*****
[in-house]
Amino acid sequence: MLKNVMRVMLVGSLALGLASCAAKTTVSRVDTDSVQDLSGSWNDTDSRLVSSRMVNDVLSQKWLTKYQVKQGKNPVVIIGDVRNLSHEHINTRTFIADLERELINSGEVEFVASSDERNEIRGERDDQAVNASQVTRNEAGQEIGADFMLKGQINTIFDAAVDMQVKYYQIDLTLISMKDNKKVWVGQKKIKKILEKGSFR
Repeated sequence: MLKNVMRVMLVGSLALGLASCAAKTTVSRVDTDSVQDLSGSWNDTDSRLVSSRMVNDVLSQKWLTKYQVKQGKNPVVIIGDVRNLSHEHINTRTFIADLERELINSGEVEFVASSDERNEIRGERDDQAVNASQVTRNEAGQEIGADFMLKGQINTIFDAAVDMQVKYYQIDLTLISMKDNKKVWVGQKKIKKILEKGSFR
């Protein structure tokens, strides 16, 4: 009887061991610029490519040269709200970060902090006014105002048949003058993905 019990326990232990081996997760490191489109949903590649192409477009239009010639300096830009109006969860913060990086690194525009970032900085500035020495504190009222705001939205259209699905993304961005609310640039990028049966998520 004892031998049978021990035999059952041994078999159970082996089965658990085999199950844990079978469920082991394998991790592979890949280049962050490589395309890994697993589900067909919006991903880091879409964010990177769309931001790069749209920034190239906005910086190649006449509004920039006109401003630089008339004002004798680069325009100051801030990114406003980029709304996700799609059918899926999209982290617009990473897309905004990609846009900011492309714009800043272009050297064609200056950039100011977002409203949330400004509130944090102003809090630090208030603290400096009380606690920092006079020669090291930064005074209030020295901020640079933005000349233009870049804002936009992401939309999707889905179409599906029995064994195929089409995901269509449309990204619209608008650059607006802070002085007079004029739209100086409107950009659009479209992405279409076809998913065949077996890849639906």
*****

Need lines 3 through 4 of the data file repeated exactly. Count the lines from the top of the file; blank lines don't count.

Repeated sequence: MLKNVMRVMLVGSLALGLASCAAKTTVSRVDTDSVQDLSGSWNDTDSRLVSSRMVNDVLSQKWLTKYQVKQGKNPVVIIGDVRNLSHEHINTRTFIADLERELINSGEVEFVASSDERNEIRGERDDQAVNASQVTRNEAGQEIGADFMLKGQINTIFDAAVDMQVKYYQIDLTLISMKDNKKVWVGQKKIKKILEKGSFR
């Protein structure tokens, strides 16, 4: 009887061991610029490519040269709200970060902090006014105002048949003058993905 019990326990232990081996997760490191489109949903590649192409477009239009010639300096830009109006969860913060990086690194525009970032900085500035020495504190009222705001939205259209699905993304961005609310640039990028049966998520 004892031998049978021990035999059952041994078999159970082996089965658990085999199950844990079978469920082991394998991790592979890949280049962050490589395309890994697993589900067909919006991903880091879409964010990177769309931001790069749209920034190239906005910086190649006449509004920039006109401003630089008339004002004798680069325009100051801030990114406003980029709304996700799609059918899926999209982290617009990473897309905004990609846009900011492309714009800043272009050297064609200056950039100011977002409203949330400004509130944090102003809090630090208030603290400096009380606690920092006079020669090291930064005074209030020295901020640079933005000349233009870049804002936009992401939309999707889905179409599906029995064994195929089409995901269509449309990204619209608008650059607006802070002085007079004029739209100086409107950009659009479209992405279409076809998913065949077996890849639906």